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Young People Have ‘High Definition’ Memories

Update Date: Jan 15, 2014 11:43 AM EST
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High definition video and audio might be obvious but researchers have found a new class of memory that they are terming ‘high definition’ too.

These high-definition memories are what makes the quality of memories in younger people better than those in adults, according to a new study. Elderly store information at a lower resolution than younger adults which subsequently results in impaired recollection.

According to researchers, younger adults are able to use so called ‘perceptual implicit memory’. It is a different kind of visual memory that gives youth a ‘boost’ when they are trying to recollect some stored information.

As a part of the study researchers considered two group of people. One involving 13 adults aged around 23 years and second group of 11 aged around 67 years. They asked them to memorize the sequence and colors of series of dots. Evidently, the younger group was better at memorizing the color of dots.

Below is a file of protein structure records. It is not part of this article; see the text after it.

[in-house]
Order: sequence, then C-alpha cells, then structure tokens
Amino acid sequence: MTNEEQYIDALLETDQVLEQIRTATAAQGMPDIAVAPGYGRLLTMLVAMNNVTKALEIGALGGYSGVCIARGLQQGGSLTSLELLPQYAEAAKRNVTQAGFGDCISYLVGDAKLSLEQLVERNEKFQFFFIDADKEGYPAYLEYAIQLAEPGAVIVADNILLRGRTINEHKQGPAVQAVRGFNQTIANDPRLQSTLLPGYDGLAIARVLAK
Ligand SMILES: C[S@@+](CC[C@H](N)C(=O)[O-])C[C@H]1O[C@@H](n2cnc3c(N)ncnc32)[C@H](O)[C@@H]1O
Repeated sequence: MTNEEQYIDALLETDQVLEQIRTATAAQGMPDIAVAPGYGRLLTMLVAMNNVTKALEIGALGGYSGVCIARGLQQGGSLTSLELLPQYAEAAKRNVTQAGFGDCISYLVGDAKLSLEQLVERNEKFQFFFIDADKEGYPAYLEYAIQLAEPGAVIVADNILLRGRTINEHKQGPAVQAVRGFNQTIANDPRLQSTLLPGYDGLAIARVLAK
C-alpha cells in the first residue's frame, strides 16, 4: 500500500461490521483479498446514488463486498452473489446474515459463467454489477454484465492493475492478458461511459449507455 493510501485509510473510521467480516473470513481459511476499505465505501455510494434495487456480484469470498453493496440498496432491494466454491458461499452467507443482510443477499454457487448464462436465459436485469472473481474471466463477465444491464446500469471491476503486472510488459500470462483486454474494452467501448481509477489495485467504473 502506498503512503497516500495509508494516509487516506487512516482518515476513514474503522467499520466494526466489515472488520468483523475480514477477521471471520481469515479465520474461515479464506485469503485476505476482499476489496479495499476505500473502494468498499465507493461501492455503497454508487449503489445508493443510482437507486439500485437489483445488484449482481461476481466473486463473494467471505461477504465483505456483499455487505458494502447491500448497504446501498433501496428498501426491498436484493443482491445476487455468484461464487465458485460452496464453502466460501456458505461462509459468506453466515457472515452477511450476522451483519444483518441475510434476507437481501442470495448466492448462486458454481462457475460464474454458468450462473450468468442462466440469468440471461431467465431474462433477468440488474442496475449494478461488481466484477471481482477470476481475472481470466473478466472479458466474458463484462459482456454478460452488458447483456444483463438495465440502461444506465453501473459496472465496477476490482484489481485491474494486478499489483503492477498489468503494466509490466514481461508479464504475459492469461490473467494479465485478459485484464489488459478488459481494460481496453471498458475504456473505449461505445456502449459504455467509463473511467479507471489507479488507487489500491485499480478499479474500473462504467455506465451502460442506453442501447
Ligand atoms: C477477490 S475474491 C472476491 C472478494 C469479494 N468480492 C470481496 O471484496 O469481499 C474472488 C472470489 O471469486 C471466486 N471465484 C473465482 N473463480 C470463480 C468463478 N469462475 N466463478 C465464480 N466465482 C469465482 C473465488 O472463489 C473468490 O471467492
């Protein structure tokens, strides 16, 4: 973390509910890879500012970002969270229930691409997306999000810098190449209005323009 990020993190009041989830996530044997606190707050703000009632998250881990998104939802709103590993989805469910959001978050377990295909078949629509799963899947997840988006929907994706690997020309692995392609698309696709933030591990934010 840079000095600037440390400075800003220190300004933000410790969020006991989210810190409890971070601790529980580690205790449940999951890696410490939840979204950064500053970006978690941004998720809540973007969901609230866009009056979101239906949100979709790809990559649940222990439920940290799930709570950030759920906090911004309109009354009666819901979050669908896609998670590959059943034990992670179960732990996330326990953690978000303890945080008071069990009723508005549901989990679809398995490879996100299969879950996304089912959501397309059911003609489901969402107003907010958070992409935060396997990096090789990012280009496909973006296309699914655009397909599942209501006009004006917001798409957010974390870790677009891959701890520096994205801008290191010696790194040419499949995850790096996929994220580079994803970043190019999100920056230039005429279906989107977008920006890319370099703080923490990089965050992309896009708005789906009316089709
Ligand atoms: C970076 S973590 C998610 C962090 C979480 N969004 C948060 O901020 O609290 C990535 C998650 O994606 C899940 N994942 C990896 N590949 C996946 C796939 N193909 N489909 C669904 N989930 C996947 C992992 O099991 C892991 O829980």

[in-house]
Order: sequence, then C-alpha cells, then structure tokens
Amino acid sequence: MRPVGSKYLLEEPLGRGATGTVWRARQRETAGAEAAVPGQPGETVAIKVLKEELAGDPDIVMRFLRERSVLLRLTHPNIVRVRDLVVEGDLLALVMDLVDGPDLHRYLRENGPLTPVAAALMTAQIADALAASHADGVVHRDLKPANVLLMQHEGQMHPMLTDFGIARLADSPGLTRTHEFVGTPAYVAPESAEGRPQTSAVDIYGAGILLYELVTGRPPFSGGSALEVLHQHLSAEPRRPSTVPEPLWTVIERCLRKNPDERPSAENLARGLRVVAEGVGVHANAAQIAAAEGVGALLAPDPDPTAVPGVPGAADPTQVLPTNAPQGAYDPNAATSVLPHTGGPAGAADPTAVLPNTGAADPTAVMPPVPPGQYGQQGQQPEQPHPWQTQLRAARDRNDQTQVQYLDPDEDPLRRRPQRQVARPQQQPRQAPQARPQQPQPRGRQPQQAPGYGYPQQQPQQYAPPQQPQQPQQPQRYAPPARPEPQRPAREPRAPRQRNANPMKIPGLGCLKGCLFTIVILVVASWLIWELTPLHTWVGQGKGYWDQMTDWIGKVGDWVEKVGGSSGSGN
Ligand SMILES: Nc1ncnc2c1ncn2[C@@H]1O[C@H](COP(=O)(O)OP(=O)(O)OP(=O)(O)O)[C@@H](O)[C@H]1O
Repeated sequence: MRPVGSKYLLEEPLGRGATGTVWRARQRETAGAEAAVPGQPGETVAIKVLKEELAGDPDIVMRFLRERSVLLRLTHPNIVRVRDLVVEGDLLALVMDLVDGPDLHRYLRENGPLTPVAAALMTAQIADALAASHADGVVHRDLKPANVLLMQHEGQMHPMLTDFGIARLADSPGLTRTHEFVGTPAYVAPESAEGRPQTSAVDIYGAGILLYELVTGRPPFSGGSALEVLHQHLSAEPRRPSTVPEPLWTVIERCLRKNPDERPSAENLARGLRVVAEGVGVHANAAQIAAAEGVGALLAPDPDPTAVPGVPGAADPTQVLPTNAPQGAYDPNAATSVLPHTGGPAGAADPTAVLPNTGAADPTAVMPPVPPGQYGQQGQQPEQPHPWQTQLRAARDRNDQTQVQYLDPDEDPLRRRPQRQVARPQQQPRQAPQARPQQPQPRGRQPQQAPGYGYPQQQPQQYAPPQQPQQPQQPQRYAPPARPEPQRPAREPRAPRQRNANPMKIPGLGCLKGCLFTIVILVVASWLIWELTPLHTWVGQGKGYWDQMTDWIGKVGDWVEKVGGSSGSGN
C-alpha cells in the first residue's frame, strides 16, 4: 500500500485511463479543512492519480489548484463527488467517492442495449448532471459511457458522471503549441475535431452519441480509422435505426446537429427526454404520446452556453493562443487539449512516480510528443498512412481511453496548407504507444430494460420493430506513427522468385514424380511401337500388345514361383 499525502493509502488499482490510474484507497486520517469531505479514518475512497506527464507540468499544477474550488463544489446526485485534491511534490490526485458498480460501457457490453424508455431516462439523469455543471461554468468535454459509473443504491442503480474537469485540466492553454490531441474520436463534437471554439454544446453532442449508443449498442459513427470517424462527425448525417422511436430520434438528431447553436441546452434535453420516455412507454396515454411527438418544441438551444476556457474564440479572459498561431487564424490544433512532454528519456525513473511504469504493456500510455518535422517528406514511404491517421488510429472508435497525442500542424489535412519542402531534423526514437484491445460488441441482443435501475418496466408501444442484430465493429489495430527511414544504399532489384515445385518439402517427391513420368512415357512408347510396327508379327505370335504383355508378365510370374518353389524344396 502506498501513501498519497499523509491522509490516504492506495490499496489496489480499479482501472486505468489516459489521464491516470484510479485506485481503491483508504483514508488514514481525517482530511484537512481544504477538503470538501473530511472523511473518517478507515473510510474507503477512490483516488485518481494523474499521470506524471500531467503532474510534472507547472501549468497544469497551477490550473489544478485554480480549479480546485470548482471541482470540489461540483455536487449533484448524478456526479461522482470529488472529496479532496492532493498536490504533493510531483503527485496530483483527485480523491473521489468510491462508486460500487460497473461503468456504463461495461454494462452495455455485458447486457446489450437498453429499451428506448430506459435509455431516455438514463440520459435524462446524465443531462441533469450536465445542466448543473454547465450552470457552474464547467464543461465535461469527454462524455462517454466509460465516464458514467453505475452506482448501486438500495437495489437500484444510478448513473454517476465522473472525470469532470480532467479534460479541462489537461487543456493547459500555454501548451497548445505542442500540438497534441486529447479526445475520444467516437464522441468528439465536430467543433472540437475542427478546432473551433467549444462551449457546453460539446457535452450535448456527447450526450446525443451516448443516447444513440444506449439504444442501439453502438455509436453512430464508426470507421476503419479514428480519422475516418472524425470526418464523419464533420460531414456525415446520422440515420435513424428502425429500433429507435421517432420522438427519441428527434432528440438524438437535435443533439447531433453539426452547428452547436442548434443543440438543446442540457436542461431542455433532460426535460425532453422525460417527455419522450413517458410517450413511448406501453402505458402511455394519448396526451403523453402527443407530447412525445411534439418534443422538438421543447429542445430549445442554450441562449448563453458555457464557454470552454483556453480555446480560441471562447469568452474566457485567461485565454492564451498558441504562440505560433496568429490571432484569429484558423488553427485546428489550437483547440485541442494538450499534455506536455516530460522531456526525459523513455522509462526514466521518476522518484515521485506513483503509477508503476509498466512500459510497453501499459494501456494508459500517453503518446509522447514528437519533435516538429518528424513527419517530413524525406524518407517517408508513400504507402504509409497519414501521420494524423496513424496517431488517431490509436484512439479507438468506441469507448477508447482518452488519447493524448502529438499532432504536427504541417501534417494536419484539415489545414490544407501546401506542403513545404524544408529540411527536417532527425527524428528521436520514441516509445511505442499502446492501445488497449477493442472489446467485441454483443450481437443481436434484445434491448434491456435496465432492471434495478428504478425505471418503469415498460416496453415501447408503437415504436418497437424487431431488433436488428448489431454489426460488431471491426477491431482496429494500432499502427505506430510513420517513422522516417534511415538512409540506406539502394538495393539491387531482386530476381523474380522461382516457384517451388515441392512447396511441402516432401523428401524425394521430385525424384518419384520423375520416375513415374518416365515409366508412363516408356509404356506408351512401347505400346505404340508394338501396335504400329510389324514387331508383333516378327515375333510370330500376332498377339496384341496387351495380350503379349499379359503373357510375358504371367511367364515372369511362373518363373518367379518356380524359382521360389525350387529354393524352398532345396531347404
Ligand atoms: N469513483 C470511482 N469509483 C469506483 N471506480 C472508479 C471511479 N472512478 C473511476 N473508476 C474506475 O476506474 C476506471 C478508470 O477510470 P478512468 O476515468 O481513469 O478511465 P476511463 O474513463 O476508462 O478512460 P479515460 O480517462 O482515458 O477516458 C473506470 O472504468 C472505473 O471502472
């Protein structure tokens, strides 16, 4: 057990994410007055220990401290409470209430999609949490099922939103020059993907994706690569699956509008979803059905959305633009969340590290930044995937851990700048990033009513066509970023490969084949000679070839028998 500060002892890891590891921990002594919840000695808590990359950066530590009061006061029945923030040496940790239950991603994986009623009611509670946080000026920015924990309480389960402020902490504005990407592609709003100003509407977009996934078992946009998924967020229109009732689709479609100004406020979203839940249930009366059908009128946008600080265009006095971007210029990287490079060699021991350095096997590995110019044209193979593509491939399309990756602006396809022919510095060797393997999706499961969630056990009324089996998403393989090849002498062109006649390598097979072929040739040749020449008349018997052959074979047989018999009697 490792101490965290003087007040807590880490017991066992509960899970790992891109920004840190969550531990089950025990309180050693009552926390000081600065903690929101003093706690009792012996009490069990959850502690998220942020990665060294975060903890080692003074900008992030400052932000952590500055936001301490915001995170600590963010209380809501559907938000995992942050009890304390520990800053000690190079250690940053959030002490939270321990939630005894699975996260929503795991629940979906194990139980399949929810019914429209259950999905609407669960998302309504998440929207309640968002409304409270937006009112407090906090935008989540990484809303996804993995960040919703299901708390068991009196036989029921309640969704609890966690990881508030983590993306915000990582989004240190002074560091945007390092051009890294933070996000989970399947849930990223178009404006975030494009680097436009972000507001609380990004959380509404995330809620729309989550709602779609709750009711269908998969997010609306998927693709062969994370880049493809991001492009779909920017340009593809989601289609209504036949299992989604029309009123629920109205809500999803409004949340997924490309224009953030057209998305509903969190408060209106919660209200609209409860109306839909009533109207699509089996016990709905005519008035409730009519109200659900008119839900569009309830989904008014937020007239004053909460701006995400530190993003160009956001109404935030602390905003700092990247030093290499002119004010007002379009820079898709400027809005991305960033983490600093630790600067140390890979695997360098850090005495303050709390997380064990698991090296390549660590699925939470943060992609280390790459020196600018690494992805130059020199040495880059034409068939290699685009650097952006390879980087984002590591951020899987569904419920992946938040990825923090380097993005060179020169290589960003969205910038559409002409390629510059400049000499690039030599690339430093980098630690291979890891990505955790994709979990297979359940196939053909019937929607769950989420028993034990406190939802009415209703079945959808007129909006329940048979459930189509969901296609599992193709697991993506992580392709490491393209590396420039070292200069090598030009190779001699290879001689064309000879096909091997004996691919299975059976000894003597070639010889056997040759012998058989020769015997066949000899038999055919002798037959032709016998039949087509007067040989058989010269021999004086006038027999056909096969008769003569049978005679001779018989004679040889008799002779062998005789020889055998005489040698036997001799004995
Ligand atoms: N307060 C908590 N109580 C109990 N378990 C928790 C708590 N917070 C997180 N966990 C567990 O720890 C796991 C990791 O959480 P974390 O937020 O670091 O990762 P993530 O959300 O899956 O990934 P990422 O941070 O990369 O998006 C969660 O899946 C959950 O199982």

However, the electroencephalographic data showed that both groups were able to remember the same number of items.

“We don’t know why older adults perform poorly when their neural activity suggests their memory capacity is intact, but we have two leads,” said Dr. Philip Ko, the lead researcher on the study, according to TG Daily.

“First, further analysis of this current dataset and other studies from our laboratory suggest that older adults retrieve memories differently than younger adults. Second, there is emerging evidence from other labs suggesting that the quality of older adults’ memories is poorer than younger adults. In other words, while older adults might store the same number of items, their memory of each item is ‘fuzzier’ than that of younger adults.”

The findings are published in the journal Attention, Perception & Psychophysics, published by Springer.

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